HEALTH

Lansinoh launches breast pump, baby bottle and nonmedicinal pain reliever for breast-feeding moms

BY Michael Johnsen

 WASHINGTON — Lansinoh Laboratories on Friday announced the launch of the new Lansinoh Affinity Pro Double Electric Breast Pump, featuring three customizable pumping styles that can help moms maximize milk flow and comfort to enhance breastfeeding success. The new Lansinoh Affinity Pro pump was recognized as a finalist in the Juvenile Products Manufacturers Association 2012 Innovation Awards, the company reported. 

“What’s most amazing about this pump is that it actually has the potential to help more moms have greater success in breastfeeding," stated Michael Barclay, SVP marketing at Lansinoh. "By combining the Affinity Pro with our new Lansinoh Momma Bottle with NaturalWave Nipple, the Lansinoh TheraPearl 3-in-1 Breast Therapy and our cornerstone Lansinoh HPA Lanolin, moms can have a comprehensive solution for maximizing their breastfeeding success.”

The new Affinity Pro features an LCD screen that helps moms keep track of pumping time. Also, unlike other leading brands of breast pumps, the Lansinoh Affinity Pro is a closed system, which ensures maximum hygienic milk conditions for babies by preventing bacteria and mold growth in tubing and the pump motor. The unit will begin shipping in 2013 and will retail at a suggested $129.99. 

Lansinoh also recently launched its Lansinoh Momma Bottle with NaturalWave Nipple, which allows for an easy transition from the breast to the bottle and back. The nipple has been proven to help babies utilize the same physical actions as when feeding at the breast, reducing the potential for “artificial nipple preference” that can interrupt and derail breastfeeding.

Also new is the Lansinoh TheraPearl 3-in-1 Breast Therapy — gel packs that conform to the breast and provide 360-degree relief to help address breastfeeding-related challenges so moms can breastfeed longer. The 3-in-1 provides relief for breastfeeding moms in three ways: 1) heat therapy — to help reduce pain and conditions of mastitis and clogged ducts; 2) cold therapy — to help reduce the pain and discomfort associated with engorgement, which can occur during breastfeeding; and 3) hot/warm therapy — to use in conjunction with a pump to help with let-down, which maximizes milk flow so moms can reduce pumping time.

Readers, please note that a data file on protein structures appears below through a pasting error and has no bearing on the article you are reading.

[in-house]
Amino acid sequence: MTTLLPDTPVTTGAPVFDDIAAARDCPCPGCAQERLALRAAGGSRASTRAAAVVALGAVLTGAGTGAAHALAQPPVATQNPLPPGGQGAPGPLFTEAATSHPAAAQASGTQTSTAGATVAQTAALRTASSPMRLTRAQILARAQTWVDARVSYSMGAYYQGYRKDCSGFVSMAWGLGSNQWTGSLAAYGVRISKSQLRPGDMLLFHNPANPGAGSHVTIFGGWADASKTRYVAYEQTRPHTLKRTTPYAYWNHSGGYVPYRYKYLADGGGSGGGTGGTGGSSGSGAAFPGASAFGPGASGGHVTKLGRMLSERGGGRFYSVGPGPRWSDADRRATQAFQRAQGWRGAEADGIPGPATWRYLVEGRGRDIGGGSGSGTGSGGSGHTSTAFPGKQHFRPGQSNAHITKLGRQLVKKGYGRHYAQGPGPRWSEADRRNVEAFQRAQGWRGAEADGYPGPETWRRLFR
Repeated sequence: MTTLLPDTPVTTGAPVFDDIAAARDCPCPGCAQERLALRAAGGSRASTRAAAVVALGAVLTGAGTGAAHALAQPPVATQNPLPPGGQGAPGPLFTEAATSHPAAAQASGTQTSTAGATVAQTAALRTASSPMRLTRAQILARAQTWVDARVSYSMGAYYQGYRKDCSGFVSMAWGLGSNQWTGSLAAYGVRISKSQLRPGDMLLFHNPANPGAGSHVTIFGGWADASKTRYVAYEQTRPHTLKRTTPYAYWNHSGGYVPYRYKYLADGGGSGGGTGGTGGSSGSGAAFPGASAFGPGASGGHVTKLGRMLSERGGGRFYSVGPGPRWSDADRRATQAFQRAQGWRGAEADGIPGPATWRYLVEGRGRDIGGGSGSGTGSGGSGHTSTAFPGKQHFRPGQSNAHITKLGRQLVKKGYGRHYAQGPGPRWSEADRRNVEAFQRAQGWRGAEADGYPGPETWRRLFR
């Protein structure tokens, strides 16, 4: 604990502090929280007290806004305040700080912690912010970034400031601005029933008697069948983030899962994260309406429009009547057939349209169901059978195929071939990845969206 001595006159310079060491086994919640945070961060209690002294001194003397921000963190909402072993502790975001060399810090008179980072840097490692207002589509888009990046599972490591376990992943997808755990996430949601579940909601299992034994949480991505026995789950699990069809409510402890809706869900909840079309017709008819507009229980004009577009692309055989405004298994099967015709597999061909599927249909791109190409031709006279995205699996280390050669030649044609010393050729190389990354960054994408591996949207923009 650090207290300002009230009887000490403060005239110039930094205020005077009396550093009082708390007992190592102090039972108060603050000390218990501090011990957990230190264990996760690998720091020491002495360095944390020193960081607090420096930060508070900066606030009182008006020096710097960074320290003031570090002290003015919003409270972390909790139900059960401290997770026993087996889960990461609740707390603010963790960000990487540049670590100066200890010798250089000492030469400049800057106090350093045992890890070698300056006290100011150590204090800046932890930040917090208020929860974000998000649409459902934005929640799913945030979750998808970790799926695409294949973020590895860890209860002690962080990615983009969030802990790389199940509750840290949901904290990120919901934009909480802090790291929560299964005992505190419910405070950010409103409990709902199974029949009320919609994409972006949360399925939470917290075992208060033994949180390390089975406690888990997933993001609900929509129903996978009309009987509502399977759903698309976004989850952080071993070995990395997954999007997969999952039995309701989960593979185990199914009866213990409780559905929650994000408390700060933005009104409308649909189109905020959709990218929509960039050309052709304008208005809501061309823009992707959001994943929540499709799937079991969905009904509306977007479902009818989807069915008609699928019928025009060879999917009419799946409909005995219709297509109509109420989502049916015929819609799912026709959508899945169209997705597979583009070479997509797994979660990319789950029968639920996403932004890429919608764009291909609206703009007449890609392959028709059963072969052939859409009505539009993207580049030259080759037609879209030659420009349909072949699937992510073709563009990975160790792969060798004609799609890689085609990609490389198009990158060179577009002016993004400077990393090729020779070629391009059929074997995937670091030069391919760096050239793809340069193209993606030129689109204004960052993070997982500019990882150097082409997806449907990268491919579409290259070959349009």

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Nipro Diagnostics garners Consumer Reports recommendation for the second consecutive year

BY Michael Johnsen

 NEW YORK — Nipro Diagnostics’ TRUEresult Blood Glucose Meter for the second consecutive year received a “recommended“ rating from Consumer Reports as part of the publication’s review of blood glucose meters in its October issue. 

The TRUEresult meter received an “excellent” rating for accuracy and “very good“ for repeatability and convenience. Additionally, the TRUE2go meter rated “very good” for accuracy and repeatability, and “good” for convenience. 

“Results like these demonstrate our belief that the blood glucose monitoring systems we produce are not just equal, but even superior in performance when tested against specific national brands,” stated Scott Verner, Nipro president and CEO. “Nipro Diagnostics provides products that deliver exceptional outcomes at highly affordable prices, and we’ve proven our ongoing commitment to both reducing costs for patients and lowering the overall cost of healthcare. Recognition such as this validates that we go above and beyond these objectives.”

 

 

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FDA petitions appellate court to revisit tobacco decision restricting government graphic-image mandate

BY Michael Johnsen

 SILVER SPRING, Md. — The Food and Drug Administration took the Family Smoking Prevention and Tobacco Control Act of 2009 one step closer to being considered by the Supreme Court earlier this week. The FDA recently petitioned the D.C. Circuit Court of Appeals to revisit the court’s August decision that ruled in favor of the tobacco industry and precluded the FDA from mandating that graphic images depicting the consequences of smoking be placed on all cigarette packaging. 

"The government’s interest in effectively communicating the health risks of smoking cannot be overstated," the agency argued, noting that the magnitude of the public health harm is nicotine addiction and that most smokers become hooked prior to their 18th birthday. "Children and adolescents, unable to assess the addictiveness and consequences of smoking, dominate the ranks of new smokers," the agency stated. "The evidence before Congress and the voluminous literature reviewed in the FDA rulemaking establish that cigarette health warnings with graphics are far more effective in communicating health-risk information than are health warnings with text alone."

Hyman, Phelps & McNamara, which publishes a blog regarding the FDA, posted a complete copy of the FDA’s filing here

 

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